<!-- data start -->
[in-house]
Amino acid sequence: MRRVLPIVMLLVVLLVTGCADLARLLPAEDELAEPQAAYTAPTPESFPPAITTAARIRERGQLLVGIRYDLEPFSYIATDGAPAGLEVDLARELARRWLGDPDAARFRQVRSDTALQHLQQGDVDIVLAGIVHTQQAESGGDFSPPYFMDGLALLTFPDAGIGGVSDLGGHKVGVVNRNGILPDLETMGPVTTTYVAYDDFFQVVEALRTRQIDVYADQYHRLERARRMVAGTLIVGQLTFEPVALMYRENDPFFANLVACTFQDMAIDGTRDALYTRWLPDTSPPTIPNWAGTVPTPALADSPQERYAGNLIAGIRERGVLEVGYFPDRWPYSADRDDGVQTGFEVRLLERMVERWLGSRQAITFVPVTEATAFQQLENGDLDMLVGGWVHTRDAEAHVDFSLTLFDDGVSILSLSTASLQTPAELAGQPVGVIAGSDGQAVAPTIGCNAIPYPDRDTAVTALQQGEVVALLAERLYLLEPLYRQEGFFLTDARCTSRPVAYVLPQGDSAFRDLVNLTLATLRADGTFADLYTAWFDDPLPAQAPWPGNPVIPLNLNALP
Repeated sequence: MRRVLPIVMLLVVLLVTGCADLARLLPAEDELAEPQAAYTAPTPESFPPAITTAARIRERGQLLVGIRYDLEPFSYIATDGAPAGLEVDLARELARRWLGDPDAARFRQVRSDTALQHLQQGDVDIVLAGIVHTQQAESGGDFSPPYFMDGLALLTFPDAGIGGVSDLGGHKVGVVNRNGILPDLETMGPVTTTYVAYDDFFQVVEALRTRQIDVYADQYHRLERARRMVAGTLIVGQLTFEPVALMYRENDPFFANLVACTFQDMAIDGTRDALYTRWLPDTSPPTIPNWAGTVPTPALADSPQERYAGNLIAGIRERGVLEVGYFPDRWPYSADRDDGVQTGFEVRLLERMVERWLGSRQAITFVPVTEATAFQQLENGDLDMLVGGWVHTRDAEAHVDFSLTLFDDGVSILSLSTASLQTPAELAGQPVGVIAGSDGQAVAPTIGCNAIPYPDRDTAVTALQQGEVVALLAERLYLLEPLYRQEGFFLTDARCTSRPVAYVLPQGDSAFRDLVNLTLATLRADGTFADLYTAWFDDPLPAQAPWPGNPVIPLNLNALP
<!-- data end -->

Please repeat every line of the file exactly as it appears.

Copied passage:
[in-house]
Amino acid sequence: MRRVLPIVMLLVVLLVTGCADLARLLPAEDELAEPQAAYTAPTPESFPPAITTAARIRERGQLLVGIRYDLEPFSYIATDGAPAGLEVDLARELARRWLGDPDAARFRQVRSDTALQHLQQGDVDIVLAGIVHTQQAESGGDFSPPYFMDGLALLTFPDAGIGGVSDLGGHKVGVVNRNGILPDLETMGPVTTTYVAYDDFFQVVEALRTRQIDVYADQYHRLERARRMVAGTLIVGQLTFEPVALMYRENDPFFANLVACTFQDMAIDGTRDALYTRWLPDTSPPTIPNWAGTVPTPALADSPQERYAGNLIAGIRERGVLEVGYFPDRWPYSADRDDGVQTGFEVRLLERMVERWLGSRQAITFVPVTEATAFQQLENGDLDMLVGGWVHTRDAEAHVDFSLTLFDDGVSILSLSTASLQTPAELAGQPVGVIAGSDGQAVAPTIGCNAIPYPDRDTAVTALQQGEVVALLAERLYLLEPLYRQEGFFLTDARCTSRPVAYVLPQGDSAFRDLVNLTLATLRADGTFADLYTAWFDDPLPAQAPWPGNPVIPLNLNALP
Repeated sequence: MRRVLPIVMLLVVLLVTGCADLARLLPAEDELAEPQAAYTAPTPESFPPAITTAARIRERGQLLVGIRYDLEPFSYIATDGAPAGLEVDLARELARRWLGDPDAARFRQVRSDTALQHLQQGDVDIVLAGIVHTQQAESGGDFSPPYFMDGLALLTFPDAGIGGVSDLGGHKVGVVNRNGILPDLETMGPVTTTYVAYDDFFQVVEALRTRQIDVYADQYHRLERARRMVAGTLIVGQLTFEPVALMYRENDPFFANLVACTFQDMAIDGTRDALYTRWLPDTSPPTIPNWAGTVPTPALADSPQERYAGNLIAGIRERGVLEVGYFPDRWPYSADRDDGVQTGFEVRLLERMVERWLGSRQAITFVPVTEATAFQQLENGDLDMLVGGWVHTRDAEAHVDFSLTLFDDGVSILSLSTASLQTPAELAGQPVGVIAGSDGQAVAPTIGCNAIPYPDRDTAVTALQQGEVVALLAERLYLLEPLYRQEGFFLTDARCTSRPVAYVLPQGDSAFRDLVNLTLATLRADGTFADLYTAWFDDPLPAQAPWPGNPVIPLNLNALP